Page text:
Intranasal oxytocin dampens cue-elicited cigarette craving in daily smokers: a pilot study

Behav Pharmacol. 2016 Dec;27(8):697-703. doi: 10.1097/FBP.0000000000000260.


Despite moderate success with pharmacological and behavioral treatments, smoking relapse rates remain high, and many smokers report that smoking cues lead to relapse. Therefore, treatments that target cue reactivity are needed. One candidate for reducing craving is the neuropeptide oxytocin (OT). Here, we investigated the effects of intranasal OT on two types of craving for cigarettes: craving following overnight abstinence and craving elicited by smoking-related cues. In this within-subject, placebo-controlled pilot study, smokers (N=17) abstained from smoking for 12 h before attending two sessions randomized to intranasal OT or placebo (i.e. saline nasal spray). On each session, participants received two doses of OT (20 IU) or placebo at 1-h intervals, and rated craving before and after each dose. Spontaneous cigarette craving was assessed after the first spray, and cue-elicited craving was assessed following the second spray. OT did not reduce levels of spontaneous craving after the first spray, but significantly dampened cue-induced smoking craving. These results provide preliminary evidence that OT can reduce cue-induced smoking craving in smokers. These findings provide an important link between preclinical and clinical studies aimed at examining the effectiveness of OT as a novel treatment for drug craving.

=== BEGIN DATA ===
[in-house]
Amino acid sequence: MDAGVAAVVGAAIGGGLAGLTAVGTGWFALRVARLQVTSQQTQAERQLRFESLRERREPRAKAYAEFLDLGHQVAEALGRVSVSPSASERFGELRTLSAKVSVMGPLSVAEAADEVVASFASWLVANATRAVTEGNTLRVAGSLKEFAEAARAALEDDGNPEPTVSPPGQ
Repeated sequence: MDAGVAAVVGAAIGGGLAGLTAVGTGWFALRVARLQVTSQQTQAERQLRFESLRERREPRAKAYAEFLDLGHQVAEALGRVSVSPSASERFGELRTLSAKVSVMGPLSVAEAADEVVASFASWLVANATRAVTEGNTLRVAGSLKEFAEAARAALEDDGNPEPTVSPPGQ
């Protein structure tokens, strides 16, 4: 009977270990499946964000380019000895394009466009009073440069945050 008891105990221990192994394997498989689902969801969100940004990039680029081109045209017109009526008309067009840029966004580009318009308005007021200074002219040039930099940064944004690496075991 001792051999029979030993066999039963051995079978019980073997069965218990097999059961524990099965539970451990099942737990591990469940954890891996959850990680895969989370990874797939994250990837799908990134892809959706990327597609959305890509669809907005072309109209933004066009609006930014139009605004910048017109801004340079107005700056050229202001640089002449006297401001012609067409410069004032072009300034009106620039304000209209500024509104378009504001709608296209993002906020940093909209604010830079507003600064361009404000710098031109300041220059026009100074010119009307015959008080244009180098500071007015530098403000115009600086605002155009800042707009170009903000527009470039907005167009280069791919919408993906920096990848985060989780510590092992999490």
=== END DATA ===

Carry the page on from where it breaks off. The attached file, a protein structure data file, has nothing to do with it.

Publication types

  • Randomized Controlled Trial
  • Research Support, Non-U.S. Gov't

MeSH terms

  • Administration, Intranasal
  • Adolescent
  • Adult
  • Craving / drug effects*
  • Cues
  • Female
  • Humans
  • Male
  • Oxytocin / administration & dosage*
  • Oxytocin / pharmacology
  • Pilot Projects
  • Smokers / psychology*
  • Smoking / psychology*
  • Tobacco Use Disorder / psychology
  • Treatment Outcome
  • Young Adult


  • Oxytocin